So, blood cooled at the surface of the flippers and the dorsal fin takes the cold blood into the body and, on its way there, hugs the spermatic artery. The heat exchange occurs in which venous blood warms up, while the arterial blood gets cooled before entering the testis.
This arrangement of blood vessels is consistent with the fact that all aquatic mammals evolved from large terrestrial mammals. Thus, their testes used to descend into a scrotum and dangle outside, then gradually evolved to remain within the body cavity, taking all the associated blood vessels with them.
The group is now looking at the females – do their uterus and the fetus within it also get cooled by a counter-current heat exchanger:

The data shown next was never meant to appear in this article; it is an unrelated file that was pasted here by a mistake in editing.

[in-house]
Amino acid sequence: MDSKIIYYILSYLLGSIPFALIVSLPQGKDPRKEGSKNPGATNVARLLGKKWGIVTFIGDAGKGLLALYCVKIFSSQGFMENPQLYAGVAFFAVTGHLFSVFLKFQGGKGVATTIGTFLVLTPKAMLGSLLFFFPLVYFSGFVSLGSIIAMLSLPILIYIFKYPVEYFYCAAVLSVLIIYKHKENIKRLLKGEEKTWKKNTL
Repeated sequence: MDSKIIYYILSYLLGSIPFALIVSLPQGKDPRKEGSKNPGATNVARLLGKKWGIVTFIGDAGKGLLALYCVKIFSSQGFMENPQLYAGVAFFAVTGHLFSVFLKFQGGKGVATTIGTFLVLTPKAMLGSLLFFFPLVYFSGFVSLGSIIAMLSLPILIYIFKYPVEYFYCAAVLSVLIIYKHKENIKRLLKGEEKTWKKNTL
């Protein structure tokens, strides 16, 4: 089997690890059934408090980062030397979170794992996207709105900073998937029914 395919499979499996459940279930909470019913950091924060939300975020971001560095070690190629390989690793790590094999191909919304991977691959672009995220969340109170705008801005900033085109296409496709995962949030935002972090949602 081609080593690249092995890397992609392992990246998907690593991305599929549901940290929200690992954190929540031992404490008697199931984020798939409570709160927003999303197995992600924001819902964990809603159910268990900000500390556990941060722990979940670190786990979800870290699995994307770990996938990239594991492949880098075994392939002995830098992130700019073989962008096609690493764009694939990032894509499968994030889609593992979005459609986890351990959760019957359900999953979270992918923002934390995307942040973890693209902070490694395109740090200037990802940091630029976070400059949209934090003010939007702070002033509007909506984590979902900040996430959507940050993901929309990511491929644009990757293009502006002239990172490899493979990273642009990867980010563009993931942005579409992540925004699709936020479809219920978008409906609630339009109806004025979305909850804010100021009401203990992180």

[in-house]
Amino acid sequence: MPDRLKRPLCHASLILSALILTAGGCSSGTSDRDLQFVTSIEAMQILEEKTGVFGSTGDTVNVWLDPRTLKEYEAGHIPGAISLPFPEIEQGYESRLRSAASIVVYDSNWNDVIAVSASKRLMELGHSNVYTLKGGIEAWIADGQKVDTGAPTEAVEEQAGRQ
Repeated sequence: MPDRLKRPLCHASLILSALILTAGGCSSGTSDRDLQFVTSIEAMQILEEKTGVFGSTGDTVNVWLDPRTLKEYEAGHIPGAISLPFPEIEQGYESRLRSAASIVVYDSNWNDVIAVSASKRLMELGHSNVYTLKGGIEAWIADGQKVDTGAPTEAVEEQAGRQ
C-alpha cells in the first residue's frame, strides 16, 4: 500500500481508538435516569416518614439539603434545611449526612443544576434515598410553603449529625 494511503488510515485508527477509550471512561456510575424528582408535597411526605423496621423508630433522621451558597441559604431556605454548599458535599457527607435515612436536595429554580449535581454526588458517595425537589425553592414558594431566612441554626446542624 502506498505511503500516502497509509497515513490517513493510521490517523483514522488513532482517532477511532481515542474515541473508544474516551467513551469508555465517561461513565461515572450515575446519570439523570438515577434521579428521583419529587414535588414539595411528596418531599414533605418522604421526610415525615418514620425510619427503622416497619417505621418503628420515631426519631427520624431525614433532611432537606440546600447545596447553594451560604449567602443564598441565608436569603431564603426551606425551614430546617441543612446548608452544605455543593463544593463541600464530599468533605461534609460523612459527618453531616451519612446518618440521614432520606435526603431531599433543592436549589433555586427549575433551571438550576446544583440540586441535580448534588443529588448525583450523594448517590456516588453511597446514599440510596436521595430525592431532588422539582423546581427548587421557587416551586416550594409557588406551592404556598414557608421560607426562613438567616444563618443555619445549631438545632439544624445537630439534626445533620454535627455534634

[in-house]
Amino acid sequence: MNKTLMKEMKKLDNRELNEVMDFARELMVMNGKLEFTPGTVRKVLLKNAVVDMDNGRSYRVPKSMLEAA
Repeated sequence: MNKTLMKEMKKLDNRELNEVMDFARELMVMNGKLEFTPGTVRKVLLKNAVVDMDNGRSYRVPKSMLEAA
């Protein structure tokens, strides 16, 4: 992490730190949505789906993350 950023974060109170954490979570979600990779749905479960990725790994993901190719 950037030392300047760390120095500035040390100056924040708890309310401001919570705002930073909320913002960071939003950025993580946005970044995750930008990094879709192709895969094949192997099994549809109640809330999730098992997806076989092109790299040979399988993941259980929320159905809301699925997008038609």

Bottlenose dolphins possess a specialized vascular structure called a counter-current heat exchanger
(CCHE), that functions to cool their reproductive tissues. Heat is transferred from the warm arterial blood to the
relatively cool venous blood at a reproductive CCHE site in the reproductive tissue. This allows cooled arterial blood
to supply the intra-abdominal testes and the pregnant uterus. To test whether CCHE functions to also deliver
relatively cooled blood to the fetus, the following methods will be employed: 1) determine the position of the CCHE,
2) take body temperature at two positions (one at the CCHE and the other at an area unaffected by the CCHE), 3)
maintain a log of deep body temperature over time, and 4) collect other husbandry and health data.
So, next time at the beach when you ask a dolphin “Whatcha doin’?” you may get a response “Coolin’ me balls, man!” Or at least you will imagine having such a conversation.